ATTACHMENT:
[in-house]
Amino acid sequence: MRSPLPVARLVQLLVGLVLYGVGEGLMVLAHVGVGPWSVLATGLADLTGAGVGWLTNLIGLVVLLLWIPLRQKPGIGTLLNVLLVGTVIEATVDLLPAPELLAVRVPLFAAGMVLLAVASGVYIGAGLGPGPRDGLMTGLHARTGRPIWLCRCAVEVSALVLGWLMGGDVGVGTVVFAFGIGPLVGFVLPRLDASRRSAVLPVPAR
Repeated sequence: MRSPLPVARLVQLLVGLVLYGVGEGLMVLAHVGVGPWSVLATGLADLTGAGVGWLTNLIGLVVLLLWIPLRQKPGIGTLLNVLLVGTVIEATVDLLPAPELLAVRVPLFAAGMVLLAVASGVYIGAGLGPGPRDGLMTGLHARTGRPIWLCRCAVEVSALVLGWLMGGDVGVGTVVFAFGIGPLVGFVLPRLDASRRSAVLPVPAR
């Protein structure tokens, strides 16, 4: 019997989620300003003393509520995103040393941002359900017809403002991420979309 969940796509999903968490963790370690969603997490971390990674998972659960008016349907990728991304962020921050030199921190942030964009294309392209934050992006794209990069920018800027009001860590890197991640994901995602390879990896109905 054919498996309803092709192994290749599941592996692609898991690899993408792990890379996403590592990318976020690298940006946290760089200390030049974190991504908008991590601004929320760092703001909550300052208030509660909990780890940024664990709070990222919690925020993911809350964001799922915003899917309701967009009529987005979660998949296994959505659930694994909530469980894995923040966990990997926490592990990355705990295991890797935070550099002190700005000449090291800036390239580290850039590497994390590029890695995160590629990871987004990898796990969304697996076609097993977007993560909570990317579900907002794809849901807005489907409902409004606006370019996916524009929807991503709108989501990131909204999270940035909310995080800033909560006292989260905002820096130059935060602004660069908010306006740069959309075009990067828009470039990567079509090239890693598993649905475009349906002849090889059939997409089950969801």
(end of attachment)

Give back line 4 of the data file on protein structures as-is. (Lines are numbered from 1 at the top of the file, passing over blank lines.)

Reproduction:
């Protein structure tokens, strides 16, 4: 019997989620300003003393509520995103040393941002359900017809403002991420979309 969940796509999903968490963790370690969603997490971390990674998972659960008016349907990728991304962020921050030199921190942030964009294309392209934050992006794209990069920018800027009001860590890197991640994901995602390879990896109905 054919498996309803092709192994290749599941592996692609898991690899993408792990890379996403590592990318976020690298940006946290760089200390030049974190991504908008991590601004929320760092703001909550300052208030509660909990780890940024664990709070990222919690925020993911809350964001799922915003899917309701967009009529987005979660998949296994959505659930694994909530469980894995923040966990990997926490592990990355705990295991890797935070550099002190700005000449090291800036390239580290850039590497994390590029890695995160590629990871987004990898796990969304697996076609097993977007993560909570990317579900907002794809849901807005489907409902409004606006370019996916524009929807991503709108989501990131909204999270940035909310995080800033909560006292989260905002820096130059935060602004660069908010306006740069959309075009990067828009470039990567079509090239890693598993649905475009349906002849090889059939997409089950969801």